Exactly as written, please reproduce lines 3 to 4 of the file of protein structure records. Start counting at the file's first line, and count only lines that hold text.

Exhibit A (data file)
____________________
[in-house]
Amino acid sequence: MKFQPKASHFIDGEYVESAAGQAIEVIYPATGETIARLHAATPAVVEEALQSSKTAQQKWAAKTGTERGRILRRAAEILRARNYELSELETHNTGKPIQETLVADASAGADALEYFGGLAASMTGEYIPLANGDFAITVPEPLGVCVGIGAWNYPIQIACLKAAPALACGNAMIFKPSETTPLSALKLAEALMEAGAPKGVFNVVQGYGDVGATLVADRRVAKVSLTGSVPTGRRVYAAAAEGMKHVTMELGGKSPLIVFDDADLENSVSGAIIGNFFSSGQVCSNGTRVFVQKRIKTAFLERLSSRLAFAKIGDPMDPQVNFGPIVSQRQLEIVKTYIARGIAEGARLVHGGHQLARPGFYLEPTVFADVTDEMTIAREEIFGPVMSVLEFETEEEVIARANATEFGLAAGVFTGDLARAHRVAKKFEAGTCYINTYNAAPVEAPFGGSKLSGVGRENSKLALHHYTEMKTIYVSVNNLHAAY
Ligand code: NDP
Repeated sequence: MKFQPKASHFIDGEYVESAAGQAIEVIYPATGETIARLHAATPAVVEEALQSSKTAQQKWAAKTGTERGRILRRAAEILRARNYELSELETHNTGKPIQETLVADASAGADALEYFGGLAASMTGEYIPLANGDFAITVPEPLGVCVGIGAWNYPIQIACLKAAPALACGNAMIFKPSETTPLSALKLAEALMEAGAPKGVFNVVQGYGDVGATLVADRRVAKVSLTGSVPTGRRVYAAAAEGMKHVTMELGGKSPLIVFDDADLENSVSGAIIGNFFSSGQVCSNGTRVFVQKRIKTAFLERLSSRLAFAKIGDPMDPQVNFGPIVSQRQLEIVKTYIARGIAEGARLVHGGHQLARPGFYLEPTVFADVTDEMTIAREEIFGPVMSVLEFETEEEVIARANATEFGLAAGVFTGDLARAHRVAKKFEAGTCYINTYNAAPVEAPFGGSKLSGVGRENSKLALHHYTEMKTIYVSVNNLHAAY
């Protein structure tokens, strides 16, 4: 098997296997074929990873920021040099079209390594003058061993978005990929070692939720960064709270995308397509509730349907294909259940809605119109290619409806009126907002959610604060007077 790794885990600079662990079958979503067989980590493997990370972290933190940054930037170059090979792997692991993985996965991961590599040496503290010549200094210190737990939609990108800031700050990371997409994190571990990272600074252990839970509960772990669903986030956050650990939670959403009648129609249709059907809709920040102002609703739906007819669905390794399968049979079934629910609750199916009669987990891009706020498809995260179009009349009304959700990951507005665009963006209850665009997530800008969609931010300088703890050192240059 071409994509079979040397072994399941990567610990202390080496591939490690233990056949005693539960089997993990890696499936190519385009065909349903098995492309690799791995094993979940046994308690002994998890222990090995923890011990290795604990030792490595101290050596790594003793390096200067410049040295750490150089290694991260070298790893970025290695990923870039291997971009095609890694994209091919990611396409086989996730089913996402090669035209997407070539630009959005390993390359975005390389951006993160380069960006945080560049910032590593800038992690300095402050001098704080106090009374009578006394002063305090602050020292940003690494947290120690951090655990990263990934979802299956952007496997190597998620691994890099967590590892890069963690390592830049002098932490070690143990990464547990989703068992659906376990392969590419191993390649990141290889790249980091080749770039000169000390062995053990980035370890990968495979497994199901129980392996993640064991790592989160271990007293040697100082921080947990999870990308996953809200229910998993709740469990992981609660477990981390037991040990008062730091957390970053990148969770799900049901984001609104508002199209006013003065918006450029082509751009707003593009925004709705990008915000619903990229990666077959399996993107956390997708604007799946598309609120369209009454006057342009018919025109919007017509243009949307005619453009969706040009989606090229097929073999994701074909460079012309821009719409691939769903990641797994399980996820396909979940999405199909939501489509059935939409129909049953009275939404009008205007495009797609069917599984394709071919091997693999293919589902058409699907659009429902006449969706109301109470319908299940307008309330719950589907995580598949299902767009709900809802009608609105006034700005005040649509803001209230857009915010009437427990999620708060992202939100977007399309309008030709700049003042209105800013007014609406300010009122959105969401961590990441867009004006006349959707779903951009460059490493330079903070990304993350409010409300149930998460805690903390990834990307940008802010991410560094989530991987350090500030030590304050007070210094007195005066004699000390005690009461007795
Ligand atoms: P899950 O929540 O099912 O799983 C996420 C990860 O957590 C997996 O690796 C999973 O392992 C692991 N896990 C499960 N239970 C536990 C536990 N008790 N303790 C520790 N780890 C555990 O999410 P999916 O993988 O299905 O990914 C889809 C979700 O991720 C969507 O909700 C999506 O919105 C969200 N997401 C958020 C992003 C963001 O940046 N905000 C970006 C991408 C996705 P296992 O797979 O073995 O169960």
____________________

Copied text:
Ligand code: NDP
Repeated sequence: MKFQPKASHFIDGEYVESAAGQAIEVIYPATGETIARLHAATPAVVEEALQSSKTAQQKWAAKTGTERGRILRRAAEILRARNYELSELETHNTGKPIQETLVADASAGADALEYFGGLAASMTGEYIPLANGDFAITVPEPLGVCVGIGAWNYPIQIACLKAAPALACGNAMIFKPSETTPLSALKLAEALMEAGAPKGVFNVVQGYGDVGATLVADRRVAKVSLTGSVPTGRRVYAAAAEGMKHVTMELGGKSPLIVFDDADLENSVSGAIIGNFFSSGQVCSNGTRVFVQKRIKTAFLERLSSRLAFAKIGDPMDPQVNFGPIVSQRQLEIVKTYIARGIAEGARLVHGGHQLARPGFYLEPTVFADVTDEMTIAREEIFGPVMSVLEFETEEEVIARANATEFGLAAGVFTGDLARAHRVAKKFEAGTCYINTYNAAPVEAPFGGSKLSGVGRENSKLALHHYTEMKTIYVSVNNLHAAY